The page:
I assume that “some people” are strawmen substitutes for those who, while agreeing that inequality is an important topic, disagree with the policy prescriptions and the normative implications that Zucman draws from his work. The group most “hostile” to the arguments of Zucman (and others such as Piketty, Saez, Atkinson and Stiglitz) is the one that stems from the public choice tradition. Yet, economists in the public-choice tradition probably give distributional issues a more central role in their research than Zucman does. They care about institutional arrangements and the rules of the game in determining outcomes. The very concept of rent-seeking, so essential to public choice theory, relates to how distributional coalitions can emerge to shape the rules of the game in a way that redistribute wealth from X to Y in ways that are socially counterproductive. As such, rent-seeking is essentially a concept that relates to distributional issues in a way that is intimately related to efficiency.
The argument by Zucman to bolster his own claim is one of the reason why I am cynical towards the times we live in. It denotes a certain tribalism that demonizes the “other side” in order to avoid engaging in them. That tribalism, I believe (but I may be wrong), is more prevalent than in the not-so-distant past. Strawmanning only makes the problem worse.
- The English-Scottish Border Alasdair McKillop, New Statesman
- How to change the course of history David Graeber, Eurozine
- Universities are destroying freedoms of speech and association Andrew Sullivan, New York Magazine
- Soviet Bloc’s environmental catastrophes James Bovard, Explore Freedom
I was recently introduced to a few positive arguments for this in R. P. Wolff’s In Defense of Anarchism. Lacking the book to cite, he was absorbed with the problems of democracy, namely, the triumphant majoritarian democracy, in the manner that the minority suffers exclusion from representative processes and alienation in their laws. Philosophically he thinks contemporary liberalism leads to an illegitimate government, and anarchism is the only legitimate form of governance.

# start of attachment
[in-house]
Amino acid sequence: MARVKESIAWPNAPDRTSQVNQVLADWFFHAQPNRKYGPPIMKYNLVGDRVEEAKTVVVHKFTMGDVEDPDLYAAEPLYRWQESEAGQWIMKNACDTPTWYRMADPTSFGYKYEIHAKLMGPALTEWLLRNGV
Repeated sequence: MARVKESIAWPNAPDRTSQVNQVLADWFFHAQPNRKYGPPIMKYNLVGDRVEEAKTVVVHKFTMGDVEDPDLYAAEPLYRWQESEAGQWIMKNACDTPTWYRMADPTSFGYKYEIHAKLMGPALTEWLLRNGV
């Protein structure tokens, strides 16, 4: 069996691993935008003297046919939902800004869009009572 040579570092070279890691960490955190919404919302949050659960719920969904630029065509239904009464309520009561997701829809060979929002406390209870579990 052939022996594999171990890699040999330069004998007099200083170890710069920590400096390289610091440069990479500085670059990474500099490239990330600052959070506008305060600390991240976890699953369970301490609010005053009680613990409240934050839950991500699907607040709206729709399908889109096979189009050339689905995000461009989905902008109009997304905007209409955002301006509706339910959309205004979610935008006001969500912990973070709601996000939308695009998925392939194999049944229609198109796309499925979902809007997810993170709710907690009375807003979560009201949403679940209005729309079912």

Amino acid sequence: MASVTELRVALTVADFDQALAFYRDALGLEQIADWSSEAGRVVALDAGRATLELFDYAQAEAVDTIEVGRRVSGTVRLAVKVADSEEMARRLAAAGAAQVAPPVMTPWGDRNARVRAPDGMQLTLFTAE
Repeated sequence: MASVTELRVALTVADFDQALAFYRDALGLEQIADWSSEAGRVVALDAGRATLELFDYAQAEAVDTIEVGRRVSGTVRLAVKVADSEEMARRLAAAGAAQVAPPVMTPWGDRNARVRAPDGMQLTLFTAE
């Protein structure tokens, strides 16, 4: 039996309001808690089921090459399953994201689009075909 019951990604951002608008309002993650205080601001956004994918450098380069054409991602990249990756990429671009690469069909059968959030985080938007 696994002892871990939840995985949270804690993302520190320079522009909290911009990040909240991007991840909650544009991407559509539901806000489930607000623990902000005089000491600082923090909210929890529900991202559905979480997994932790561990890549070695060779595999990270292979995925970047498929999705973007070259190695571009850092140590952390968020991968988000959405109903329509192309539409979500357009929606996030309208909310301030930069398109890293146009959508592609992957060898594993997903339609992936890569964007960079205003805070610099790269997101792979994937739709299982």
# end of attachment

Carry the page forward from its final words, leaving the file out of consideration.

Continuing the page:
He proposed a possible method in which unanimity might be lost (as is the case in any large enough governed society), but directness and egalitarianism sustained and an authentic “rule by the people” enacted: socially-funded television sets, installed at large community centers or subsidized for private homes, with featured debates at every election season. Specialists, e.g., in fields like economics, American history and foreign policy, could feature, from various recesses of the political spectrum, to explain the more complicated issues in a collaborative, unpedantic effort. Middle Eastern history, for example, could be briefly clarified before candidates discuss their stances. (Of course, biases would find an entry point through specialists. Further discussion is necessary for this.) At the end of the week of debates, once issues are clarified and nominees understood, the remote control could be used to cast a vote for each member of the household according to the census. This system would greatly increase voter participation, and make domestic politics worthwhile for the average citizen, returning policy-making to everyone affected.